Deanna Templeton has been photographing her travels for almost thirteen years, and her work has a knowing Diane Arbus-like feel. She has also published three books, and has been shown on the national and international scene. Her current project is that of documenting the “body autograph”, a phenomenon quite popular with those wacky kids these days. Yes, it’s exactly what it sounds like: some rock star signs your butt with a Sharpie, and there you have visible proof that you’ve been in the presence of a god. No more of those idiotic, cumbersome keepsake booklets star-crazed fans used to be so fond of. Okay, the drawback is that you’ll never be able to wash that left ass-cheek, but isn’t anything worth having worth sacrificing for?
Anyway, the combined effort formally echoes, without being derivative, the sensibilities of Arbus, and Robert Frank. The subjects here know they are being photographed and most seem too preoccupied or burnt out to care. The resulting photographs have a very natural feel, and though some of the subjects may not be friends or acquaintances of either Templeton, the photographers have attained an intimacy here that is gritty and genuine. Though the works could be put in the same general ball park as those of Larry Clark or Nan Goldin, I felt that the Templeton’s lacked the voyeuristic leer that accompanies much of Clark’s pictures, even though many of the Templeton’s subjects are nude or seemingly drugged out, or both. For whatever reason, there seemed to be a lot of male subjects hanging around in a shirt and no pants. If Larry Clark had taken these, they would have come off as unctuous and with an air of scopophilia. The same subjects through Nan Goldin’s lens would seem, despite griminess and dire circumstance, hipper-than-thou. No, the people in the Templeton’s oeuvre seem like people they, and as a result, we, are pretty comfortable with. It’s as if one fellow, nude from the waist down, simply staggered into the frame and is in no danger of being too cool. Maybe he’s thinkin, Wow…yeah…those pants are around here somewhere…
Another nice element of this exhibition is the way in which the photographs are hung, framed (or not framed), or hand manipulated in a painterly manner. On the back wall of the store, several framed pieces are placed together in a tight cluster. Another particularly nice piece, two juxtaposed unframed shots, are of swimmers beneath the surface of a body of water. They are joined at the edge of the photographs by their truncated torsos. This gives the pairing a simultaneously unified and disjointed. fluttery feel. Some photos are under glass, others are pinned, edges curling, to the walls. It’s a compelling show, and fitting for South by Southwest. While I didn’t see anything quite this gritty going on in the streets of Austin, the slackerly, debauched feel was perfectly fitting for the time and place.
I thought Domy pretty much had it going on. Sure, I was more in my comfort zone there than I was, say, in a mile-long line for the Port-A-Can, but, in typical Domy fashion, the scene here was smart, hip, and pretty well organized. Besides a broken spout on a beer keg, Russell Etchen, artist, former Houstonian, and Domy Man-in-Charge, did an amazing job of orchestrating all of the cool facets of What by Whatever. At the back of the store, Dublab, a Los Angeles based non-profit music public broadcasting internet collective that also does art and film collaborations, dj’d and broadcast their live show via streaming video on their web site. In the lot behind the book store, a stage accommodated at least twelve different bands each day (and night) from Thursday, March 17, through Saturday, March 19. I caught the final act on Thursday, Fantastica Bastidas, whom I, despite my stodginess, really got into. Lead singer Sonia, with straight black hair and thick bangs, belted out songs in an angry, edgy, but sort of melodic screech, and the merciless beating she was giving that guitar of hers made me think I might be more emotionally balanced today had I just joined a band…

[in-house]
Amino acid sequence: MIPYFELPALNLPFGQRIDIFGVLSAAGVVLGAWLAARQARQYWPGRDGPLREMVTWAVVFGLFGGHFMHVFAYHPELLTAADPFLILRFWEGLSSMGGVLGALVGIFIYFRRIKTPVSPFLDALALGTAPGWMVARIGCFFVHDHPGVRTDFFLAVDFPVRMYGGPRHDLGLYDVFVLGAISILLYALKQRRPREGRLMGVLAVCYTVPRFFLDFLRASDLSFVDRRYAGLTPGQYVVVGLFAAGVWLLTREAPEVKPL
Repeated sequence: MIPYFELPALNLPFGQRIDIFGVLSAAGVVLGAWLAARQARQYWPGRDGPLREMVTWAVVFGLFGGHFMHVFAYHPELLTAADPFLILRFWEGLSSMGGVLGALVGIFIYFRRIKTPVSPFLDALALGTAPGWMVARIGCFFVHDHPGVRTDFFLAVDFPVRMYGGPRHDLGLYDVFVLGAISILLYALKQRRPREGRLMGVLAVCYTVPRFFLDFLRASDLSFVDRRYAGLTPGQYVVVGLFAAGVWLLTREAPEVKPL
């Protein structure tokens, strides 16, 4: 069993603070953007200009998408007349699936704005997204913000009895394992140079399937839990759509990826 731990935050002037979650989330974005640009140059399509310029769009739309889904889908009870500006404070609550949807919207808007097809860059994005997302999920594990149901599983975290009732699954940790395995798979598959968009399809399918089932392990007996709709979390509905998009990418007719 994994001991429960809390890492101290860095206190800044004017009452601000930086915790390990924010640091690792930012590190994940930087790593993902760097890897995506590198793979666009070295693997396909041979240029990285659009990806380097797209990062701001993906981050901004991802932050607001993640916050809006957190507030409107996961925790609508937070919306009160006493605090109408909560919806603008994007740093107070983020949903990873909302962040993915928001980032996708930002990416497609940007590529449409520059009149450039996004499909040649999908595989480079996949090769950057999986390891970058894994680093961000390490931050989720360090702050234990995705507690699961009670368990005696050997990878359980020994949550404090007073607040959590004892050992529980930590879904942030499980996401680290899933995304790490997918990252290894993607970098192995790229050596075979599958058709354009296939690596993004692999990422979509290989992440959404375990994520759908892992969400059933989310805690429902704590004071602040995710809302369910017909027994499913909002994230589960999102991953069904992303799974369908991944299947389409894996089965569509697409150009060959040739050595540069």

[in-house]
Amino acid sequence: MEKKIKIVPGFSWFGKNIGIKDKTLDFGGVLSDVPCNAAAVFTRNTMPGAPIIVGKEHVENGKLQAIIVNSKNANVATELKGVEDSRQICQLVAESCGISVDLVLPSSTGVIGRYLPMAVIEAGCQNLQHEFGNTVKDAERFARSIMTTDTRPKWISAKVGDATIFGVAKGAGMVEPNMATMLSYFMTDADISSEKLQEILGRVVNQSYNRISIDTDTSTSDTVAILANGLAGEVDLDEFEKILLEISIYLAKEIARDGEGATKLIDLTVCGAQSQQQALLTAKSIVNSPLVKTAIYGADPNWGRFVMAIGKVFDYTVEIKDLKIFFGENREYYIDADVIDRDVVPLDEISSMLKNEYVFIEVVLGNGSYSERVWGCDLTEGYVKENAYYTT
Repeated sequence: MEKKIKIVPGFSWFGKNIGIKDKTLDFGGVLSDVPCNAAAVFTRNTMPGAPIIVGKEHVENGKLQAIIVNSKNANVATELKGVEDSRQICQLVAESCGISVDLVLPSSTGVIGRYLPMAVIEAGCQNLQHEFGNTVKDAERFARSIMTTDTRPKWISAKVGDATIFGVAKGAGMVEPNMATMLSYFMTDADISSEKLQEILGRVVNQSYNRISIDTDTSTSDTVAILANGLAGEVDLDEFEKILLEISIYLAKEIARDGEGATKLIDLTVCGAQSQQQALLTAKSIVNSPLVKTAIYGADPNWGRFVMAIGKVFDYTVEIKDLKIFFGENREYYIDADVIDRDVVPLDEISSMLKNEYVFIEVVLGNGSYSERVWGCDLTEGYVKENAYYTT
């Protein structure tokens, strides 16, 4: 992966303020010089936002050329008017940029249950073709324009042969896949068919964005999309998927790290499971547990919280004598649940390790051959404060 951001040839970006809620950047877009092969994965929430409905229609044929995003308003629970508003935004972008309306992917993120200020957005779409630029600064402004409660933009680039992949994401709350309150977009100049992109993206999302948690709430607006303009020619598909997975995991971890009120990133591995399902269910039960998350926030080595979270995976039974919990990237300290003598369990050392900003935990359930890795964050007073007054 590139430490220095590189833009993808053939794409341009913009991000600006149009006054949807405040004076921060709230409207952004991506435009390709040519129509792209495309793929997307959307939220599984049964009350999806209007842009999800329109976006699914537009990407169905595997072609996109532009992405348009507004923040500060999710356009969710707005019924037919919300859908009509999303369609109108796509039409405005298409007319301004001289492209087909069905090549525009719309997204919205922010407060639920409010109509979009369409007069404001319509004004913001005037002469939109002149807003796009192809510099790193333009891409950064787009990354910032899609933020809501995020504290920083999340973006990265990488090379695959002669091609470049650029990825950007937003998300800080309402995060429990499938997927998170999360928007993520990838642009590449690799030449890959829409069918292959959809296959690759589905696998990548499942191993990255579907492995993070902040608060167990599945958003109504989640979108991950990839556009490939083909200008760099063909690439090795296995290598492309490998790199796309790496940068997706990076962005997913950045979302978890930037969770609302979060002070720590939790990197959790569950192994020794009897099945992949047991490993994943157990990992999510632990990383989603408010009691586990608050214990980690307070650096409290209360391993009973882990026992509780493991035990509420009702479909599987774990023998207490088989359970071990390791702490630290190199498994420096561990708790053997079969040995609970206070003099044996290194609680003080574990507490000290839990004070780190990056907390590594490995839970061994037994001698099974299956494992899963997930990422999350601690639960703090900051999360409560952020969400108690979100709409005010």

I was grateful for the Domy connection, to be truthful. Had I not known of What by Whatever and known some of the people involved with the scene, I would’ve been standing around like a dork, just like I did at every other place in Austin.
To keep things consistent in my much-biased Domy-related activities, my friends and I also checked out Magda Sayeg‘s crocheted-covered trees and lamp posts around town. I didn’t have a chance to look at much art while in Austin–going downtown was an unbearable zoo, and by the time I got there, the Arthouse at the Jones Center, which had an exhibition or two I would have checked out if I didn’t fear being trampled, was closed.
To conclude a seemingly endless day, a friend of ours and his band, SanAnTokyo, backed up the legendary Austin musician, artist, writer, and filmmaker Jad Fair. He’s one of the more gifted lyricists I’ve ever seen or heard, and we got to sit in relatively comfortable seats at The Hideout Theatre.
So there you go. I got through an entire weekend of saying Yes! without complaining too terribly much (at least at first) and without getting beer thrown on me or getting punched in the face.
My Yes! commitment continues, though I sometimes get the feeling that all of this leaving the house and a continued flurry of activity will only make me more of a crotchety, misanthropic recluse. I will consider all invitations and challenges, within reason. Again, no weird sex shit, and no repeats of scenes from Pink Flamingos. Keep in mind that, as Ed Helms once said, whilst imitating an elderly person chatting with a telephone solicitor for a sketch on The Daily Show: I’m old. I need ointment. Just something to consider…
(All photos with real people and stuff taken by Barbara Brusehaber McMurray. Or some random guy she roped into taking them.)